I hope your visa problems are sorted out soon. I know I wouldn't want to spend a night in those woods without a bodyguard or three. *shiver*

On that note, what chances do you think some kind of "danger tourism" would have along the borderlands? You know, a small group of folk with an intrepid leader, taking the newbs in to trade with "local" family. Not actual locals, of course, I wouldn't wish that on anyone, just actors/wilderness folk who know enough to survive and fake it. Perhaps in conjunction with a small hotel actually inside the border compound. If it works along the Northland Border, we could try the same thing at the Bombays. Thoughts? The Ponsonby set would go nuts for it, I'm sure. The difficulty would be getting permissions from Central Govt.

I can see why you mourn the loss of your car. I, for one, can't see the point in paying the extortionate tolls around the City, plus any emission fines at the Quarterly Fitness Check.

Honestly, since the rules changed, the air hasn't gotten any better, but the cost of driving has got much higher. It wouldn't be so bad if we were actually allowed hybrid vehicles or catalytic converters. That, at least would mean there was a point to the emission fine system.

That said, at least the world is warm enough now that we won't have old biddies freezing to death in winter because they can't afford the emission fine for a fire. Small blessings and all that.

You were right, you know. Heir Banks has started filling in the "Unwanted" streams to make room for more development. We have been assured that there will be pipes put in place so that the water still has somewhere to go, but as the areas in question are earmarked for immigrant labour dwellings, I wouldn't put it past them to "forget." Once the poor sods have forked out for an apartment or flat, the condition of the place will be totally up to them. With water running underground, the whole place will fall over in a few years, and it won't be attributable to the architect or the builder. Welcome to Aucklandia, User Pays.

In more heartening news, I got a new job. I will now be sole charge of  the bike rental store at the City end of Bridge 3. That means that Southbound travellers will park in the Government Multi-storey just after they hit
Auckland proper, and if they haven’t brought a fold-away, then they rent a bicycle off me for the day. Nifty, huh?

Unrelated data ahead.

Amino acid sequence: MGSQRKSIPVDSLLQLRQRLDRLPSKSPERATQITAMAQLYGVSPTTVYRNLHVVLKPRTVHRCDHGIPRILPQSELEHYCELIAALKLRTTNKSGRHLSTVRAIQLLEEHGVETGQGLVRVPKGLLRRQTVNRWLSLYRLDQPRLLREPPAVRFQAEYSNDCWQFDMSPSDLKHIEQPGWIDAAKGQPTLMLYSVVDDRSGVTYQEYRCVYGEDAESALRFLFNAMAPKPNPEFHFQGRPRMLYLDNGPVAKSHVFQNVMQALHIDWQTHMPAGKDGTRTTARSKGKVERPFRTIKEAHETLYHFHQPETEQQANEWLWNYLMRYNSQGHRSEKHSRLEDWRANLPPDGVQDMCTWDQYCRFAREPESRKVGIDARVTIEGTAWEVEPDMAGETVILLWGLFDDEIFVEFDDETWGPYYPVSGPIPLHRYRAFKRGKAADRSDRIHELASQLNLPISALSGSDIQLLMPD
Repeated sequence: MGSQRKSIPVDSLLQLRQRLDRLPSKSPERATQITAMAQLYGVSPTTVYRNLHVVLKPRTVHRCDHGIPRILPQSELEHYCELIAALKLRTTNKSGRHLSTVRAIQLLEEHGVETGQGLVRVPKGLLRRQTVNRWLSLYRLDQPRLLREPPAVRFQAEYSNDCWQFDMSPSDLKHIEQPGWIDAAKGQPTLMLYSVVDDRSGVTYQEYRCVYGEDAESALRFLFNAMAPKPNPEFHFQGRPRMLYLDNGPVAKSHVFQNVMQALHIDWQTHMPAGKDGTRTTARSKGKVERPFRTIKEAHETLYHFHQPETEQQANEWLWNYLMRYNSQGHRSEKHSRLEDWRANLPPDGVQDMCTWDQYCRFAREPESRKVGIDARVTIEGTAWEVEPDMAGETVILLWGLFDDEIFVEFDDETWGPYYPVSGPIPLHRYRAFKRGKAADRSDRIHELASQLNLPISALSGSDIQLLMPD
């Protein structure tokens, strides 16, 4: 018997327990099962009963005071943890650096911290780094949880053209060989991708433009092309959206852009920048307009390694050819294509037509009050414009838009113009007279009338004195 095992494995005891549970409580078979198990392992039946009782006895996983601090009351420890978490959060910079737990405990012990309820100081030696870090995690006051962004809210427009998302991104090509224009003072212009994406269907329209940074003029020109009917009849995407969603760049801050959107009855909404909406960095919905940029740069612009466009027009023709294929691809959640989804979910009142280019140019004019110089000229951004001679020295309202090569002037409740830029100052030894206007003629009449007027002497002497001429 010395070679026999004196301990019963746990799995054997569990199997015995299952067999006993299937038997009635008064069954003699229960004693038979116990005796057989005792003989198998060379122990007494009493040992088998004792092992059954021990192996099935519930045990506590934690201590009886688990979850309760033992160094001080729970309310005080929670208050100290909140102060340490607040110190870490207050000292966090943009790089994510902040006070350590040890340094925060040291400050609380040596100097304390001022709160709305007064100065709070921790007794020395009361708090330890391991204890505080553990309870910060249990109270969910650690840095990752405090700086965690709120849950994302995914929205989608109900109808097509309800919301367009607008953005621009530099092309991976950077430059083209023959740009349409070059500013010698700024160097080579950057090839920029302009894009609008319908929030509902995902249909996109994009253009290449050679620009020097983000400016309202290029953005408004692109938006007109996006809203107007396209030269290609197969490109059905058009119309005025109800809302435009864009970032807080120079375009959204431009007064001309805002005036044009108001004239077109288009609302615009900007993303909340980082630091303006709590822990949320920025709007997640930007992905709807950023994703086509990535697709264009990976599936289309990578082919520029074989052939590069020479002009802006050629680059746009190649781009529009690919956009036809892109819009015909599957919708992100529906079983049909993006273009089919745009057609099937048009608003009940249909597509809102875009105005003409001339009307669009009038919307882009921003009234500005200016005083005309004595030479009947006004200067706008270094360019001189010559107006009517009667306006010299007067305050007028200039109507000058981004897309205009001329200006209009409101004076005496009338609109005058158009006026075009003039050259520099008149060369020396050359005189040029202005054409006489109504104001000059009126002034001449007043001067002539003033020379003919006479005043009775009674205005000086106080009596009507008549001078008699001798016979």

I don't think it will be that busy, as most folk who work in the CBD walk or have their own Bike, so most of my customers will be Cross-Border folk like yourself, or inveterate polluters, like yourself. *smirk* just kidding.

I start on Saturday, so keep your fingers crossed for me.

That's about all the news for now, look forward to hearing from you soon,
J

Sat, Jan. 8th, 2005, 03:15 pm
poing_critter: (Posted on behalf of those trapped in Whangavegas) Damned Border Guards.

As you have no doubt noticed, I did not attend your party. Here’s why.

Through bad luck and administrative cock-up I had the opportunity of spending rather more time than I had planned to at the head of the Dome Valley, cooling my heels in the parking lot of the border station. “Cooling” is precisely the right word, as it happens; Not a cloud in the sky and a strong wind from the south meant that it was a cold damn night. My one consolation is that the asshole of a guard who decided that I was trying to make an illegal crossing was having a miserable time of it as well.

Before you start in with “Why didn’t you take the train?”; It’s badly-timed, it’s expensive without a economic contribution sign-off from an Auckland-based employer, and I like to be able to go places when I’m in Auckland without having to take half a dozen busses to get there. Besides, apart from the obvious risks of a border crossing, most of which are really night-time hazards, it’s a nice drive.

The admin cock-up concerned the expiry of my visa. As an employee of a whole-nation group, I qualify for a free passage visa, usable for both business and personal purposes. It’s the one good thing about having been resident outside of Auckland when President Banks, affectionately known in these parts as “That Latte-Swilling Jafa”, closed the borders and cut Northland off.
Anyway, the visa requires monthly updating, which requires a sign-off from the boss, but he had the flu, and his designated replacement forgot, and because the whole thing is electronic I didn’t find out until 6:30pm, when I got to the Dome Valley Station and presented my ID.
Which was rejected.